A classic example of gambler’s fallacy would be investing in a foreign operation based on recent currency trends. A period of steady improvement in an exchange rate may not reflect underlying economics as much as random events with short-term implications. Or, a business leader may base a financial commitment on cherry-picked pieces of positive information that appear to correlate with one another but actually don’t, when taking the entire operation into account.
This is a tendency to heavily discount the future. Since all we can see clearly is the past, that’s what often drives forecasts. One reason why finance professionals use metrics like net present value and time value of money is to avoid this tendency.
Hyperbolic discounting presents enormous risks. Conine tells of an internet marketing company that underestimated the future financial ramifications of new regulatory pressures on the industry. The company had been subjected to governmental scrutiny in the past but suffered few consequences, so management maintained a business-as-usual posture. In the end, the regulatory changes did have a major impact on business results. The company not only missed its financial numbers but also failed on its debt obligations. In effect, its business model was obsolete.
The thought of losing something you have is more abhorrent to people than not taking advantage of a new opportunity for gain. The pain of losing a dollar is worse than the pain of not acquiring a dollar. It explains in part the phenomenon of rogue traders like the London Whale: someone who experiences losses might go to almost any extent to get the money back, or at least cover up the loss.
Loss aversion can affect financial modeling. An operating plan may elaborately model “win” percentages for each potential client without giving as close consideration to potential or even actual losses from existing clients.
Recent events are weighed more heavily than distant ones. “Recent stock-market results are seen as more important than what happened in 1929,” says Conine, “but there could be a big mistake in that, because stock-market events are random. By resorting too much to recency you can be throwing out valuable information.”
He points to the example of a marketing-services company that acquired a recently launched lead-generation website that offered content similar to its own but was aimed at a different market segment. The acquisition wasbased largely on the site’s early success. But an extrapolation of that success into a predicted future growth rate didn’t factor in that while many new marketing websites have an initial success burst, greater time and resources are required to maintain the growth rate going forward. The website, while still successful, didn’t achieve the committed levels of traffic until 18 months after the acquisition.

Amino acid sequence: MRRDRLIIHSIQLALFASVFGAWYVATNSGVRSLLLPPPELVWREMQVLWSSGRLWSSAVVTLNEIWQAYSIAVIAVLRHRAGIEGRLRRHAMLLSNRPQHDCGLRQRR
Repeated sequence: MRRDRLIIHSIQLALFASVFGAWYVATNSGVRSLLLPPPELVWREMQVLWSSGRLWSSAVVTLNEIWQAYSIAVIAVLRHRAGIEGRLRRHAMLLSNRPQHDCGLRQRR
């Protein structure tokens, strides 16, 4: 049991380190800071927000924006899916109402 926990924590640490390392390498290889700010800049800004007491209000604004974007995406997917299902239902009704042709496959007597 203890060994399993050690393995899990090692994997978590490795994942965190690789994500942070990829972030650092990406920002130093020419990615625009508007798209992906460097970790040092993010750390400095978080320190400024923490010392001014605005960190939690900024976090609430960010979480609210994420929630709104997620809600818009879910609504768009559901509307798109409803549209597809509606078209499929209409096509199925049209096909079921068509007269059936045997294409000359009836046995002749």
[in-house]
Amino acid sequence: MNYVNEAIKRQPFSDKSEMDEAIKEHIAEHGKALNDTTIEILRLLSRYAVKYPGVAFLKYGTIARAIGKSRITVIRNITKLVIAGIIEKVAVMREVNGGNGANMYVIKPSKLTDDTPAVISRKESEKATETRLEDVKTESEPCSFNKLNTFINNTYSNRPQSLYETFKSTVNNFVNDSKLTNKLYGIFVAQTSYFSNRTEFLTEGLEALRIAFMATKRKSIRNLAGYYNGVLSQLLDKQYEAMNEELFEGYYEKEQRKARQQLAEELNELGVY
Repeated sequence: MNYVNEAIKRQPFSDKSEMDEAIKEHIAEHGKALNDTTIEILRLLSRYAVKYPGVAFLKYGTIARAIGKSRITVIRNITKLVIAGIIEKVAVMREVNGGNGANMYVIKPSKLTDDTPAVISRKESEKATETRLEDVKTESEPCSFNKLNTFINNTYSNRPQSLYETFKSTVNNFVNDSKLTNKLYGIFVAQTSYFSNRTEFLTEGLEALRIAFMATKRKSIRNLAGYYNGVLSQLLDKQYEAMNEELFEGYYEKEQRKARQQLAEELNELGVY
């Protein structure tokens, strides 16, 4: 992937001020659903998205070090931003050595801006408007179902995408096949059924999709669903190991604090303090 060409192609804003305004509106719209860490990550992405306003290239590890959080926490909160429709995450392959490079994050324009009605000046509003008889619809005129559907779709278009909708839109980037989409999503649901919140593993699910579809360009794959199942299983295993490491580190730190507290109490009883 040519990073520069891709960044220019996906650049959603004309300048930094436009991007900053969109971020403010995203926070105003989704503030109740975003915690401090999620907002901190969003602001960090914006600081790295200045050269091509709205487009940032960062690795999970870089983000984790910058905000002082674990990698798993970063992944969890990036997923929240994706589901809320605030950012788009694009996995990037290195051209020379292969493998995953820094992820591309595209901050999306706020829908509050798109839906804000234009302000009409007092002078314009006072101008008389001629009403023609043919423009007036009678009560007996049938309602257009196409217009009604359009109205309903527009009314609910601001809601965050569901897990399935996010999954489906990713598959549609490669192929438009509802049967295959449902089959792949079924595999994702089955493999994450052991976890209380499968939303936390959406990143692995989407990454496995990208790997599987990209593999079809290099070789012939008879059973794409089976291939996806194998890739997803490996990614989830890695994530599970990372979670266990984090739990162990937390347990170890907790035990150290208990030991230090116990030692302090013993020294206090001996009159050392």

This is a tendency to over-rely on one piece of information or fact set. It flourishes in very optimistic environments. You might be focused on the actions of a particular competitor, whereas you should be thinking more broadly. Or you might favor an approach because you’ve seen it work in the past, but it may not work in another context.
Conine says he has students quickly answer an arithmetic problem: what is six times five, times four, times three, times two, times one? Then he asks the same for one times two, times three, times four, times five, times six. While the two calculations of course yield identical results, when students don’t have time to figure out the actual answer, their average answer to the first is always a lot higher. They over-focus on the initial larger numbers the first time and the initial small numbers the second time.
He gives the example of a franchisor that was trying to grab market share from a larger competitor. Its operating priority in the effort was to employ company-owned (rather than franchisee) assets, in order to move more quickly and surely. But in making that priority, it overlooked factors that varied from market to market, like market size, population density and costs of operation. The misstep led to extremely disappointing financial performance vs. plan.
People tend to believe or do things because many other people do. In business, this often occurs where there is a strong leader who doesn’t invite diversity of opinion. It’s easy for everyone else to hop on board unquestioningly.
A few years ago, the for-profit education space was hit simultaneously with heightened government regulation and media scrutiny. A company that had built a successful marketing business in this area didn’t believe those events would have much of an impact on enrollment, because its research showed that baseline demand remained high. But the company failed to factor in the bandwagon effect. A groundswell of opposition to for-profit schools swept the country, and enrollment levels plummeted.
Image credit: Alejandro Zourilal Cruz, Wikimedia Commons